1966 saw a complete restyle of the Chevelle on the previous frame that included smooth contours, a broad new grille and bumper treatment, and curved side windows. Bulging rear fender lines and a "flying buttress" roofline (tunneled into the "C" pillar) were highlights of the '66 hardtops, shared with other GM "A" body models. The new body reflected the "Coke bottle" body shape that became the fad for American cars in the mid-1960s. A 4-door hardtop-styled Sport Sedan joined the Malibu series. It was an attractive car and was offered through 1972, but never achieved the high-production figures as the pillared sedan. Chevelles continued in 300, 300 Deluxe, and Malibu trim. Available engines were a 327-cubic-inch V8 instead of either of the sixes, or the mid-level option, a 220-horsepower 283-cubic-inch V8. Judicious attention to the options list could add a tachometer, mag-style wheel covers, and sintered-metallic brakes. Four-way power seats, a tissue dispenser, and cruise control were optional.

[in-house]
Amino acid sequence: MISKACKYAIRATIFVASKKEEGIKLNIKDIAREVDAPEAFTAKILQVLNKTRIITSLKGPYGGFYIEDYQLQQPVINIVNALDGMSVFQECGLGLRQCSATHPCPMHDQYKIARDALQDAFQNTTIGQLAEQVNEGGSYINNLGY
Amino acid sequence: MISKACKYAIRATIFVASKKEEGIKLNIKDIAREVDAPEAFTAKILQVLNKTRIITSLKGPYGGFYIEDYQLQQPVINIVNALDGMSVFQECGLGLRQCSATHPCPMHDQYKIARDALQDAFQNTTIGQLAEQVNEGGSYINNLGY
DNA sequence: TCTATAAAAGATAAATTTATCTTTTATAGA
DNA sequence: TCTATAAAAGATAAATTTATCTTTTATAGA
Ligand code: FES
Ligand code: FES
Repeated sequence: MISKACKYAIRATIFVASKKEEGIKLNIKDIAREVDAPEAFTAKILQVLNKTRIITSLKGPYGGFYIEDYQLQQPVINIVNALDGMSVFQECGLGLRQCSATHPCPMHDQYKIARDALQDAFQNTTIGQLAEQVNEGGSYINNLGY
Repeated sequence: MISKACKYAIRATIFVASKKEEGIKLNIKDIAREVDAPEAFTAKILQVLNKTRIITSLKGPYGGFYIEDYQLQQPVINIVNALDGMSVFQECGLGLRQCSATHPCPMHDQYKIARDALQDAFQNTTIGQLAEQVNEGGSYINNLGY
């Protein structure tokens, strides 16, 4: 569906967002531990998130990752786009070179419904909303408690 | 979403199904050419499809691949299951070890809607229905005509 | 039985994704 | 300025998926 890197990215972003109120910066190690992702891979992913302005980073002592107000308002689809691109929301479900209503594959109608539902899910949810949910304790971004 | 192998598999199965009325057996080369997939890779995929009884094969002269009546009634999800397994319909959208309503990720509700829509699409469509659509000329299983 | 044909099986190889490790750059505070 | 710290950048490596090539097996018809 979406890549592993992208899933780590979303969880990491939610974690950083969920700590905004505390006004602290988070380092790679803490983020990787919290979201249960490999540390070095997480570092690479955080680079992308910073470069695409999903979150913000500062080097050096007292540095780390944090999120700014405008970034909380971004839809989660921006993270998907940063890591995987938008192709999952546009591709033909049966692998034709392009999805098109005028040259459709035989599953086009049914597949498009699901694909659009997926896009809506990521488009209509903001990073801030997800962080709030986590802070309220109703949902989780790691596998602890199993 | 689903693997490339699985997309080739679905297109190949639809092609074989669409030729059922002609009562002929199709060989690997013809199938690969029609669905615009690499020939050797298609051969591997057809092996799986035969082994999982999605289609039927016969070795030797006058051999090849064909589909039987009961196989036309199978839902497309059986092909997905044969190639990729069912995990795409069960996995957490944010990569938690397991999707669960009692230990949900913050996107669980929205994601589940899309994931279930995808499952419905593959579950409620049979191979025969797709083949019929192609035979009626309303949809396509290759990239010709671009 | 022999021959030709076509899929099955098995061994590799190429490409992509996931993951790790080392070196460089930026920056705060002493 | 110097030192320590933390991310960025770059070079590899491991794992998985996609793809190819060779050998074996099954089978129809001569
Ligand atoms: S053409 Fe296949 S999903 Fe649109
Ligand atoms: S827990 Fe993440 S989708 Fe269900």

The 1967 models got some styling tweaks that resulted in a longer, more straightforward appearance. Large wraparound tail lamps went into a new rear end with standard backup lights. Otherwise, visible change was modest. "What you'll see inside," claimed the sales brochure for the 1967 Chevelle, "will probably bring on a severe compulsion to go driving." Front disc brakes were available on all models, and a new dual master cylinder brake system incorporated a warning light. Chevrolet also added 14" wheels and a three speed automatic transmission to their line of transmissions. An entire host of new safety equipment became standard, including a collapsible steering column making the 1967 models safer cars. The SS396 continued as its own series with both sport coupe and convertible body styles. The 375-horsepower 396-cubic-inch V8 was dropped from the options list until late in the model year and returned with little fanfare resulting in only 612 being sold. Buyers selected from no less than seven transmissions: two manual three-speeds, two manual four-speeds, an overdrive three-speed, and two automatics. The manual-shift feature of the Turbo Hydra-Matic transmission was touted in advertising. Options included Superlift air shock absorbers, Strato-ease headrests, and special instrumentation. Although Chevy's big news for 1967 was the introduction of the Camaro, Chevelle offered a more traditional sort of sportiness.